Horns by Joe Hill
Also by this author: Welcome to Lovecraft
Published by HarperCollins on February 16th, 2010
Ignatius Perrish spent the night drunk and doing terrible things. He woke up the next morning with a thunderous hangover, a raging headache . . . and a pair of horns growing from his temples.
At first Ig thought the horns were a hallucination, the product of a mind damaged by rage and grief. He had spent the last year in a lonely, private purgatory, following the death of his beloved, Merrin Williams, who was raped and murdered under inexplicable circumstances. A mental breakdown would have been the most natural thing in the world. But there was nothing natural about the horns, which were all too real.
Once the righteous Ig had enjoyed the life of the blessed: born into privilege, the second son of a renowned musician and younger brother of a rising late-night TV star, he had security, wealth, and a place in his community. Ig had it all, and more—he had Merrin and a love founded on shared daydreams, mutual daring, and unlikely midsummer magic.
But Merrin's death damned all that. The only suspect in the crime, Ig was never charged or tried. And he was never cleared. In the court of public opinion in Gideon, New Hampshire, Ig is and always will be guilty because his rich and connected parents pulled strings to make the investigation go away. Nothing Ig can do, nothing he can say, matters. Everyone, it seems, including God, has abandoned him. Everyone, that is, but the devil inside. . . .
Now Ig is possessed of a terrible new power to go with his terrible new look—a macabre talent he intends to use to find the monster who killed Merrin and destroyed his life. Being good and praying for the best got him nowhere. It's time for a little revenge. . . . It's time the devil had his due. . . .
I read this book last year, and decided it was time to review it. It is easily one of my favorite reads last year and really reminded me why I used to read horror. The emotional connection with the characters is superb and really makes the book what it is. And the first few chapters … gah! Prepare for some majorly tense and hard reading. But it’s the type tense and hard reading that you (or at least I) love.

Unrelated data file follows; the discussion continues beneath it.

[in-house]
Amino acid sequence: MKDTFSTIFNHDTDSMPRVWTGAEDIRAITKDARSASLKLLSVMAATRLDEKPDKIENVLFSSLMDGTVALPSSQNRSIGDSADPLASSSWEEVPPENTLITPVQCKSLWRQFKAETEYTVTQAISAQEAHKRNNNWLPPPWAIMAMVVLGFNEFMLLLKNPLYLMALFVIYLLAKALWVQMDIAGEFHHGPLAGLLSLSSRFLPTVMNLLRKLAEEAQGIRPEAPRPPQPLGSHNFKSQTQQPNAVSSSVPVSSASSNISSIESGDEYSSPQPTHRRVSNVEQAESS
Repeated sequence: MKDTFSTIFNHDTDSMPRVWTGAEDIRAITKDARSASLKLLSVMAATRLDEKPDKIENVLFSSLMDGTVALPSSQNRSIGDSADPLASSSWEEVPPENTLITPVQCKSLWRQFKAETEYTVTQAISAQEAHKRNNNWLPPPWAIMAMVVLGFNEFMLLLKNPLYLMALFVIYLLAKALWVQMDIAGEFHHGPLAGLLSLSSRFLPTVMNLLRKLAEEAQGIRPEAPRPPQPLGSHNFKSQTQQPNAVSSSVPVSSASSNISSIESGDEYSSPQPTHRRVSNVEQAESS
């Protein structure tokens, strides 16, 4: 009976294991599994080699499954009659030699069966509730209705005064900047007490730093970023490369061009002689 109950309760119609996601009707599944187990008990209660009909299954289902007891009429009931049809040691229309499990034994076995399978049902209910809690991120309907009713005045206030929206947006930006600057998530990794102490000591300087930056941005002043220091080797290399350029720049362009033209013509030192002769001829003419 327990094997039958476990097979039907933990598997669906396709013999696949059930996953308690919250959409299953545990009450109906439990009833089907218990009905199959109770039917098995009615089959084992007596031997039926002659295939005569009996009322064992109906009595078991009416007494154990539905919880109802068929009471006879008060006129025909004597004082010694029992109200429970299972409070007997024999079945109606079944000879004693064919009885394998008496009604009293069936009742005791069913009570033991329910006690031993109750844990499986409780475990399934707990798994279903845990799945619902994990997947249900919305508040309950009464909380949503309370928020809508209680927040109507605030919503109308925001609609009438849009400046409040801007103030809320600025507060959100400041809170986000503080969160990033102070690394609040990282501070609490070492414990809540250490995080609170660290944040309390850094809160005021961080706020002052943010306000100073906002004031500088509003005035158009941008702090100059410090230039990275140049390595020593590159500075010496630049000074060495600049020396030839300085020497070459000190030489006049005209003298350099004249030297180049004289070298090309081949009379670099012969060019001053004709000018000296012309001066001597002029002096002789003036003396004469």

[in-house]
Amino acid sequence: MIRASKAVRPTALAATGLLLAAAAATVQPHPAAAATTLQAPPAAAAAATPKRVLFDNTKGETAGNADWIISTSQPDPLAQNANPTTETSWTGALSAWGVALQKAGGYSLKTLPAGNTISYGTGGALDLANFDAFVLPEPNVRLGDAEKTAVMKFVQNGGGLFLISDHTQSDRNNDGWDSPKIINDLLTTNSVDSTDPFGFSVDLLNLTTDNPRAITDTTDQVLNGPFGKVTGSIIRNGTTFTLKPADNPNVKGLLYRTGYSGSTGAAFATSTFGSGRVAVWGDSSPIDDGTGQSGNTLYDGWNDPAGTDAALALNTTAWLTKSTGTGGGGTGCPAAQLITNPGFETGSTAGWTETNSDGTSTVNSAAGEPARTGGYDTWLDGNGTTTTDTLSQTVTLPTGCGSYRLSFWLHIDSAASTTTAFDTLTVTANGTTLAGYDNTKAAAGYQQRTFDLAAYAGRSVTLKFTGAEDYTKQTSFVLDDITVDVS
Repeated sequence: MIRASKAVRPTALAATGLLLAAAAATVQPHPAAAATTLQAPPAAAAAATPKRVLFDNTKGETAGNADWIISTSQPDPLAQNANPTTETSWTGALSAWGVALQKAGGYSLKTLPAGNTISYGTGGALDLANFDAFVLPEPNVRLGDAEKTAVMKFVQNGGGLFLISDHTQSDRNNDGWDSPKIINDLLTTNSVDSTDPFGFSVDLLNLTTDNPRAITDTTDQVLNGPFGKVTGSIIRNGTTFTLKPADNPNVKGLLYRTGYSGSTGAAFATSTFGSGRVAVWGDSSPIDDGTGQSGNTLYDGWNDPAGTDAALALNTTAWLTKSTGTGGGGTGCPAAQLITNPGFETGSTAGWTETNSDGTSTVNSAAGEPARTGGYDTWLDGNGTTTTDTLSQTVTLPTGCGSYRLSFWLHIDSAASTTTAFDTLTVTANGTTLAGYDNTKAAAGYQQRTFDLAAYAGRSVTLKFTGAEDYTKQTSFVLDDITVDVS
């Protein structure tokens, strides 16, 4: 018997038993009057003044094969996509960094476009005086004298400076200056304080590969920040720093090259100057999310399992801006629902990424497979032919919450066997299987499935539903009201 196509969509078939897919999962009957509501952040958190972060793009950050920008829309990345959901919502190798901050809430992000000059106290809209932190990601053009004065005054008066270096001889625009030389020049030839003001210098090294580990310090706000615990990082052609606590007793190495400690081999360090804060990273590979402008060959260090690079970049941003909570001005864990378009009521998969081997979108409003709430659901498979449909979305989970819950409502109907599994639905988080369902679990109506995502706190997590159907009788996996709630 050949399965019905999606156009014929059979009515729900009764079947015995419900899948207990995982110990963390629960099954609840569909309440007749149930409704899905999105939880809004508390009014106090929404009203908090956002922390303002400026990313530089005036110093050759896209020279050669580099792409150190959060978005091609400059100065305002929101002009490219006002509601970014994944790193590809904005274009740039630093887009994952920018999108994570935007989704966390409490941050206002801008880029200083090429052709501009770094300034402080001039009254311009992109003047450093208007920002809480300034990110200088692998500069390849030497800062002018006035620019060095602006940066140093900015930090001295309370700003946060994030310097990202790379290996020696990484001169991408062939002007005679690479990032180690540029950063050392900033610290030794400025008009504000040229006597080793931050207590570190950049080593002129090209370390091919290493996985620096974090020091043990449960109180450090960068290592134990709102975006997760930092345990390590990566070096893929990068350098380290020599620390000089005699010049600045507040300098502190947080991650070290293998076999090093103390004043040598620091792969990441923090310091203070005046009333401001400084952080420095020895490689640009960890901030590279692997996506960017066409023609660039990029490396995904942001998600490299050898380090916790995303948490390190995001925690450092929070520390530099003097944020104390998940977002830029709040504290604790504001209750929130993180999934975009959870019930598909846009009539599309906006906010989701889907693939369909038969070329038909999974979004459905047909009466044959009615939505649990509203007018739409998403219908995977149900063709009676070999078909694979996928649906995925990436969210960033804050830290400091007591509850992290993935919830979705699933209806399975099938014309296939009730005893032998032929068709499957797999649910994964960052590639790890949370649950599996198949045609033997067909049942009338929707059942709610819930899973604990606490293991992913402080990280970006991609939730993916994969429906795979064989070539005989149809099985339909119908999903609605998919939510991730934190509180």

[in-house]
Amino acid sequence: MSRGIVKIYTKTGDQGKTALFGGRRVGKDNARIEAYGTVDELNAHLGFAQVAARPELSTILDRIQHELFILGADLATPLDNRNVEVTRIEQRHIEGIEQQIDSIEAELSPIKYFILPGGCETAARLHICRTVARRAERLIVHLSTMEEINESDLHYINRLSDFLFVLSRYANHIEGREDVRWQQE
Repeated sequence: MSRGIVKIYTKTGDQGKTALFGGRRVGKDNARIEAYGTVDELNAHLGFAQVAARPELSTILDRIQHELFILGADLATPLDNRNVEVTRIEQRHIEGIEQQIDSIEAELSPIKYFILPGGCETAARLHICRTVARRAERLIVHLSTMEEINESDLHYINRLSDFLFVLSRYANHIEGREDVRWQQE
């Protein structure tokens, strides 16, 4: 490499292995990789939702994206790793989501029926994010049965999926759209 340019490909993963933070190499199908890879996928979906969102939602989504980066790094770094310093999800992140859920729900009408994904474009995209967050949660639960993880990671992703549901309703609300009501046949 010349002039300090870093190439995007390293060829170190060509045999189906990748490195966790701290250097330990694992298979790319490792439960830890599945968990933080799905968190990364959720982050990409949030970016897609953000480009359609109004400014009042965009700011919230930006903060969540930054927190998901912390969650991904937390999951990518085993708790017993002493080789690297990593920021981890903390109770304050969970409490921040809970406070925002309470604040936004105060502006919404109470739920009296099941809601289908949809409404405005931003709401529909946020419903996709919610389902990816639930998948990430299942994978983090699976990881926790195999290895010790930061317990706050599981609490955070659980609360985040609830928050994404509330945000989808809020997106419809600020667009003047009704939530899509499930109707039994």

The story is told in multiple timelines. This allows the reader to see the evolution of Ig’s relationships with Merrin and Lee from the very beginning. The other timeline is after Ig gets the horns. Personally, I think interspersing the two worked really well. It kept you from having to read too much of the horrible stuff without a break because really, reading all the post horns story straight through would be awfully grim. Plus reading about the relationships, watching them grow and keeping that fresh in your mind, really makes all the bad stuff have more impact.
I think what I found so disturbing in this book was that some of the events in it seemed more of a possibility in real life than events in a vampire book or a gritty gory fantasy book. Real people doing evil things in a book like this with regular people (before he had horns), in many ways, those are more scary and disturbing to me because they have the potential to be real.
The real beauty of Hill’s writing is that he manages to find that balance where readers truly grasp and feel the horrific aspect of the story, but the humor in it (dark as it may be) really does help balance it. Everything that falls on Ig, it’s just heart wrenching
So much of this book is a horrible tragedy. I honestly can’t think of something that felt so tragic for so long as this did, but it Hill really made it work. The author obviously has no qualms of taking the reader and his characters to the limits, but he also manages to find ways to balance it and keep the reader from feeling like it just went too far and putting the book down.
I absolutely love Joe Hill’s ability to illustrate such horrendous, heart wrenching scenes and balance it with his (somewhat acerbic/macabre) sense of humor. The story is genuinely unexpected, in fact reading it, I think I honestly couldn’t even guess what to expect. The story is dark, disturbing, intense, horrific and wonderfully written. Hill is definitely on my must read list now.